A consistent and significant difference in GFAP reactivity between PLGA and PA was seen when standardized techniques are used. Thirty-six cases of PA were strongly positive for GFAP, 31 cases of PLGAs were negative and 11 showed faint patchy reactivity in luminal cells. Therefore, the use of GFAP should be considered when the presence of overlapping architecture, background and cellular features in a neoplasm of minor salivary glands presents the pathologist with a diagnostic dilemma for differentiation of PLGA versus PA. 
Distinguishing ACC from PLGA of the salivary glands is important for their management. The expression of several myoepithelial and basal/stem cell markers by IHC, in 23 ACC and 24 PLGA, were studied to identify the most useful marker or combination of markers that may help their diagnoses. The results were analyzed using hierarchical cluster analysis and χ2 test for trend. Hierarchical clustering of smooth muscle actin, calponin, smooth muscle myosin heavy chain and metallothionein was virtually identical (ƙ ≤ 0.0035), suggesting no significant advantage to their use in combination than individually. Diffuse smooth muscle actin expression showed the highest accuracy (91.5%) and positive predictive value (95.2%) for ACC. Thus, diffuse expression of these markers was highly predictive of ACC, whereas maspin and p63 were frequently expressed in both tumors. In differentiating ACC from PLGA, smooth muscle actin as a single ancillary test in support of the histological findings, appears to be as efficient as multiple immunohistochemical tests. 
PLGA appears to show little evidence of myoepithelial differentiation, although this view has been challenged. ACCs consistently stained positive for putative myoepithelial markers. PLGAs lacked this staining pattern, leading to the suggestion that there was no evidence of myoepithelial differentiation in PLGA. p63 staining results were compatible with the suggestions that the neoplastic cells in PLGA represent either a population of p63-positive epithelial stem/reserve cells similar to the basal cells of stratified epithelium, or modified myoepithelial cells. However, the involvement of myoepithelial cells in the histogenesis of PLGA cannot be ruled out. p63 is strongly expressed in basal cell adenoma of parotid origin; and in ACC and PLGA. Canalicular adenoma did not demonstrate p63 staining, consistent with this tumor's putative luminal ductal cell differentiation. Given the staining pattern of the tumors examined, p63 does not appear to be an ideal marker for distinguishing between ACC, PLGA and basal cell adenoma.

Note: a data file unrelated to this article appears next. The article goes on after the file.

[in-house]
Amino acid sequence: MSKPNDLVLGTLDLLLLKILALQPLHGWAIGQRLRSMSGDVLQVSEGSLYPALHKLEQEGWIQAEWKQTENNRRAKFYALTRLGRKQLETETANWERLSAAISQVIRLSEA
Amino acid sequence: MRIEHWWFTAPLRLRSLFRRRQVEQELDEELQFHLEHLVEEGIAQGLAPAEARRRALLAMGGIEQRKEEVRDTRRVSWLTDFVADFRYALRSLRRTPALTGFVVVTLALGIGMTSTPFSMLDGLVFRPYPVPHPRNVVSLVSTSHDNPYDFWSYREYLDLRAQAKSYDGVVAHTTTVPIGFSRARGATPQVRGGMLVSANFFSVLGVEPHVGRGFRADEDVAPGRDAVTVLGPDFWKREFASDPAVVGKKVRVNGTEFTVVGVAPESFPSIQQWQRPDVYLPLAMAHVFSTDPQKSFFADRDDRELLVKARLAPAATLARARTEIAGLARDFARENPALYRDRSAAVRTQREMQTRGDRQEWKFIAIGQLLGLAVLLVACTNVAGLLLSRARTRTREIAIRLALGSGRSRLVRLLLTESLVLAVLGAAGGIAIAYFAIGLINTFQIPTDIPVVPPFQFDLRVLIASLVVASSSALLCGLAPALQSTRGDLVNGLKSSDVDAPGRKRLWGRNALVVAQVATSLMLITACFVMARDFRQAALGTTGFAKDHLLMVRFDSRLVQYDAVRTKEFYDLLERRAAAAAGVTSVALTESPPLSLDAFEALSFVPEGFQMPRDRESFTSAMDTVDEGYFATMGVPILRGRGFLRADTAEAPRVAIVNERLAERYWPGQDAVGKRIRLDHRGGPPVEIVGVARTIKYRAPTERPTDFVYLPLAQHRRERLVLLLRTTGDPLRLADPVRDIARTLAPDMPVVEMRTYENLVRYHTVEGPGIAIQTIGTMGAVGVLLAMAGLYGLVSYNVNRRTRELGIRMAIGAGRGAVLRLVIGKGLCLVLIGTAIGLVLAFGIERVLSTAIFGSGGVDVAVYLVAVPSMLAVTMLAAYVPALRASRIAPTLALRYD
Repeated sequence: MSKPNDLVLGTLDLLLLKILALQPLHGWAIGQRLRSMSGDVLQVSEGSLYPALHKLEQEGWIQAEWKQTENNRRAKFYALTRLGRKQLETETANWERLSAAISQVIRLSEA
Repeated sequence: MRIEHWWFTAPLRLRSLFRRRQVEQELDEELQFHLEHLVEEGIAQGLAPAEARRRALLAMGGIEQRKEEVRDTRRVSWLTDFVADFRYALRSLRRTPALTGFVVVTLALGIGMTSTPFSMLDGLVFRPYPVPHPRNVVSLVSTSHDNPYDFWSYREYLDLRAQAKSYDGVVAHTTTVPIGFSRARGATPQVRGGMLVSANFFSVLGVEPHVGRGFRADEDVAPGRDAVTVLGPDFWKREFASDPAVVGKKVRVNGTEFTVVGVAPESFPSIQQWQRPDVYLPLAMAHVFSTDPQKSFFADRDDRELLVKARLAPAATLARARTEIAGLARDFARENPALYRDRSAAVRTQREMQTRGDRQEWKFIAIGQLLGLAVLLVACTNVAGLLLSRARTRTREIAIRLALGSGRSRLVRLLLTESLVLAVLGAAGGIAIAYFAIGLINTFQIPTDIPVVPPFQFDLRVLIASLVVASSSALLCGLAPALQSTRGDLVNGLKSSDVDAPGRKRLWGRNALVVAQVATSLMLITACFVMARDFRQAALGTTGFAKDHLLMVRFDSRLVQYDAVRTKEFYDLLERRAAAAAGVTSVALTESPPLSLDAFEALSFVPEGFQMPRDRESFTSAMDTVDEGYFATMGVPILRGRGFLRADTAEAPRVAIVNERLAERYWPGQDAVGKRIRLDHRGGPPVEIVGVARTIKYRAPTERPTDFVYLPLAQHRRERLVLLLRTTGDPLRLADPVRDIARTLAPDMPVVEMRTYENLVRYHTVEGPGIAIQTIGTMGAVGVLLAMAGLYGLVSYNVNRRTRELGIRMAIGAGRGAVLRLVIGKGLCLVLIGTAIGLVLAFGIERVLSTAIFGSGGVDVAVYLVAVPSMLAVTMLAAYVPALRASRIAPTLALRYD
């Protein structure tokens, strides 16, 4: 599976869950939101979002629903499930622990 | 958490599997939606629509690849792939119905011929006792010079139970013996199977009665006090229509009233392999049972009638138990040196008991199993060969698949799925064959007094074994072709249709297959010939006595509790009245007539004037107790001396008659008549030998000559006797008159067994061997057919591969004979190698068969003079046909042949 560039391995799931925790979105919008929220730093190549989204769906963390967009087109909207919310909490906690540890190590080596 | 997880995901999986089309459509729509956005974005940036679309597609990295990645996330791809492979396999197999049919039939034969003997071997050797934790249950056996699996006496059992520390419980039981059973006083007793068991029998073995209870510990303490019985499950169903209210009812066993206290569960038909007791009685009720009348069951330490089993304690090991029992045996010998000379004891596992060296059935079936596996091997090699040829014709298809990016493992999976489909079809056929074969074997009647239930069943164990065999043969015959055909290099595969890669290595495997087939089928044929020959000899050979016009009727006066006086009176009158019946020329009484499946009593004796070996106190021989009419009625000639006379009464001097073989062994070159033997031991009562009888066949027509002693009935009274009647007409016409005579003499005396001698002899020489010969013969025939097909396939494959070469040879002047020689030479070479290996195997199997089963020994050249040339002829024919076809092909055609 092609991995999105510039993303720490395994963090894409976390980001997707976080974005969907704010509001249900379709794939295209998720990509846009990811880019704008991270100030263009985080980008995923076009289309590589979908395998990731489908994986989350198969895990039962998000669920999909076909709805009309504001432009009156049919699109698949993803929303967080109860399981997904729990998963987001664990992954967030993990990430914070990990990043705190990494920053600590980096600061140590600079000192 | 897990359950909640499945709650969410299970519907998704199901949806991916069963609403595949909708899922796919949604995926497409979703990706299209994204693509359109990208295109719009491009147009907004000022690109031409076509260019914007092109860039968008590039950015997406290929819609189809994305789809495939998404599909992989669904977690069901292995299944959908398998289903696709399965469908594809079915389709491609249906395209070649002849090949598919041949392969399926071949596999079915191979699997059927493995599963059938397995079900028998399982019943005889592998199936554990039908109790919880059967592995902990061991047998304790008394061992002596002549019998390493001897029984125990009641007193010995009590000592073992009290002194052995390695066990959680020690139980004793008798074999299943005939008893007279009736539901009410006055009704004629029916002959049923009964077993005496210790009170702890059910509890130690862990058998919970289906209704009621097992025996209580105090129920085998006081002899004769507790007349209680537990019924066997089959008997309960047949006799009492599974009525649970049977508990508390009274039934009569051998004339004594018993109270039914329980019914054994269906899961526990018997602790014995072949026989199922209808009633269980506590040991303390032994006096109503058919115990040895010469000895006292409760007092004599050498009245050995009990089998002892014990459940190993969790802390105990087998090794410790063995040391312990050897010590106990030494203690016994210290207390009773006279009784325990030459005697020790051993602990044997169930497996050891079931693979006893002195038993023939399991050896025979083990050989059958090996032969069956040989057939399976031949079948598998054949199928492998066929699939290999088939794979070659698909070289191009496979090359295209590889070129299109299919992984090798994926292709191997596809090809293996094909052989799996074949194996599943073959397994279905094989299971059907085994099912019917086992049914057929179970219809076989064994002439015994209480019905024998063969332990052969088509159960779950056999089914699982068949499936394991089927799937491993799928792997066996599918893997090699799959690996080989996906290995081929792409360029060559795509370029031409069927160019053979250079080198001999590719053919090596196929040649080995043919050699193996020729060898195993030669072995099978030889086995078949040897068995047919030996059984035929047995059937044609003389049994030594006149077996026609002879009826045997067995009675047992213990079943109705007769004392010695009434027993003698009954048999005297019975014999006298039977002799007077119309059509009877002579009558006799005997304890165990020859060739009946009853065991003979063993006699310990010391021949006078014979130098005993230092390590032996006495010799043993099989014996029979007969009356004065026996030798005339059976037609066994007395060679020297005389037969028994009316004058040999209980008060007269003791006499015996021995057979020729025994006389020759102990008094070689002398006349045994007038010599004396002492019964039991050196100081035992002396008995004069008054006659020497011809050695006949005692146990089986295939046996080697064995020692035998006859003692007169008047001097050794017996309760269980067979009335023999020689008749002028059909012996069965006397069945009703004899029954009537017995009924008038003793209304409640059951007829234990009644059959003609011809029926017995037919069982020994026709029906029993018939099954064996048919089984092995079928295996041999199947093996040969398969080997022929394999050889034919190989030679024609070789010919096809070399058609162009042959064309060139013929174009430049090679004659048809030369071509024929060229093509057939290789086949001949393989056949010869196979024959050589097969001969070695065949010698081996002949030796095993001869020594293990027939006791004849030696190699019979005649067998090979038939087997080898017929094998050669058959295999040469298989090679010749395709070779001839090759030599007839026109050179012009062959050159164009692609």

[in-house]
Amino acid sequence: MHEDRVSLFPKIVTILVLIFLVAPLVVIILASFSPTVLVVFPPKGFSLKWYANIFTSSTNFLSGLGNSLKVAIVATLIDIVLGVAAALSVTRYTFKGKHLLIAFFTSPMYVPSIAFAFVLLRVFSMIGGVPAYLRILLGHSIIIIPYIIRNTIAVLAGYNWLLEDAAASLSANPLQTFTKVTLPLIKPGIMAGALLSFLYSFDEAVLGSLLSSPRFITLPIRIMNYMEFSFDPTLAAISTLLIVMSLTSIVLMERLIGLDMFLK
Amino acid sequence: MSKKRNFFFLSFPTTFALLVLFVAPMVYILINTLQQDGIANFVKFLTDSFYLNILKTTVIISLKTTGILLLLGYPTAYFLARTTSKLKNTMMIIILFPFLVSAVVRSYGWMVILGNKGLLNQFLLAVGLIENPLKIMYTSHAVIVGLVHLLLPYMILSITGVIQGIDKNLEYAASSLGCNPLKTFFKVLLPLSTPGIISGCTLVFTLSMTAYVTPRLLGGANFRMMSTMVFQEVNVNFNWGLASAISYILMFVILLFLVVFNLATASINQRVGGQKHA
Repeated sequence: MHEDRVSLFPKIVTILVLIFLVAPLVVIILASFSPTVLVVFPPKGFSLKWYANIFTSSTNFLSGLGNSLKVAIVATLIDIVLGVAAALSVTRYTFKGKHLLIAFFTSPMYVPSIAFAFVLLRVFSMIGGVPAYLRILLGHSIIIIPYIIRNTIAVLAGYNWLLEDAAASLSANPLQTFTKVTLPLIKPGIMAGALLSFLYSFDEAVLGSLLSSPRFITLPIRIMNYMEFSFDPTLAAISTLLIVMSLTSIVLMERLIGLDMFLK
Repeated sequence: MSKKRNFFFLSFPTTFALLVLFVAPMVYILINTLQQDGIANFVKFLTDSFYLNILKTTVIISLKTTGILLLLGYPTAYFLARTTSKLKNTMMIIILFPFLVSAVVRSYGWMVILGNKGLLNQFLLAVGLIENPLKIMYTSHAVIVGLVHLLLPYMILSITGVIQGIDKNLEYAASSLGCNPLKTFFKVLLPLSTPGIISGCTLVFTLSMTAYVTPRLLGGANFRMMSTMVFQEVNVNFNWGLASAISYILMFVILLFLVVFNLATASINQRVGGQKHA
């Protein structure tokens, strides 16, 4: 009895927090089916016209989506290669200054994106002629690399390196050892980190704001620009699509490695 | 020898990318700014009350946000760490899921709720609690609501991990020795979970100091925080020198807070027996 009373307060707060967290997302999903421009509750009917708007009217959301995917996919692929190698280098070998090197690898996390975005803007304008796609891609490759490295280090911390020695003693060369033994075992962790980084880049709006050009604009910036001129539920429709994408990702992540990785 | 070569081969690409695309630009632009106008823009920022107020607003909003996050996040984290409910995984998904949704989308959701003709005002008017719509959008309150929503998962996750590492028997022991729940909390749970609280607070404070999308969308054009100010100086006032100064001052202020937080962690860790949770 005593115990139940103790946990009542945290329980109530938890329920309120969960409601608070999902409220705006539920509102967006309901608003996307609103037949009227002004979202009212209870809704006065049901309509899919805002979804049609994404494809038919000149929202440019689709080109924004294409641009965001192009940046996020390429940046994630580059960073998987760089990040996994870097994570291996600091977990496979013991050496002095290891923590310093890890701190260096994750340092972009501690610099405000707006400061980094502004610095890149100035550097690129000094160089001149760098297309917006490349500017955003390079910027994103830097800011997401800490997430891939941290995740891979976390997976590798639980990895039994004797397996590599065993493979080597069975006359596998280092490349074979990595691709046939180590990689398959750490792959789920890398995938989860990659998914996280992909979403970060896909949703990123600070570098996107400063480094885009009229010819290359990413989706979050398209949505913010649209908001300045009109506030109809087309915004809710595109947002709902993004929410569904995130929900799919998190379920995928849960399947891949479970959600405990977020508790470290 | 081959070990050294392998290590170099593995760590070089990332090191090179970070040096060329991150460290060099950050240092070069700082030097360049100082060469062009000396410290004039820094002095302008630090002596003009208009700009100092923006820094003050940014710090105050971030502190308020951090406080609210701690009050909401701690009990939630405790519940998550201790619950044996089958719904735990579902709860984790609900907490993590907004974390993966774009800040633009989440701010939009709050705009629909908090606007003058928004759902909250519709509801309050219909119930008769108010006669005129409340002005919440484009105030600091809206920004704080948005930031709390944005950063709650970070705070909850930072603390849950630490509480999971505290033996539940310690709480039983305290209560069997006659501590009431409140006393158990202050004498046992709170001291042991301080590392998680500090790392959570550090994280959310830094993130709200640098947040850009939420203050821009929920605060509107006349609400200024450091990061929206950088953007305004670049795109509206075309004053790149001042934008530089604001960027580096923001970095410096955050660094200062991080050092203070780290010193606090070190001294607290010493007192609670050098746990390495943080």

It is important to note that tumor cytology and histology are usually sufficient for a final diagnosis. However, IHC is valuable in unclear PLGA cases. Uniformly positive vimentin and CK7 staining, except for the rare two-layer ducts, is sufficient for a final PLGA diagnosis. S100 is also positive in almost all of the cells, but this characteristic is only diagnostically supportive. 
PLGA are indolent neoplasms that are unlikely to cause death. Unlike ACC, PLGA are treated by conservative wide excision. Therefore, it is especially critical to diagnose a PLGA rather than ACC in any location, but most notably in the palate as the latter diagnosis would result in a more radical excision of the hard palate. 
Despite our improved understanding of this entity over time, worldwide differences found amongst the studies indicate that diagnosing PLGA remains challenging, probably because histological and cytological criteria are not uniformly applied. 
| Conclusion|| |
PLGA is a challenge for pathologists, especially beginners and on limited material. Attention to morphological details, IHC and experience provide confidence in approaching these rare and unexpected neoplasms.
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[Figure 1], [Figure 2], [Figure 3], [Figure 4], [Figure 5]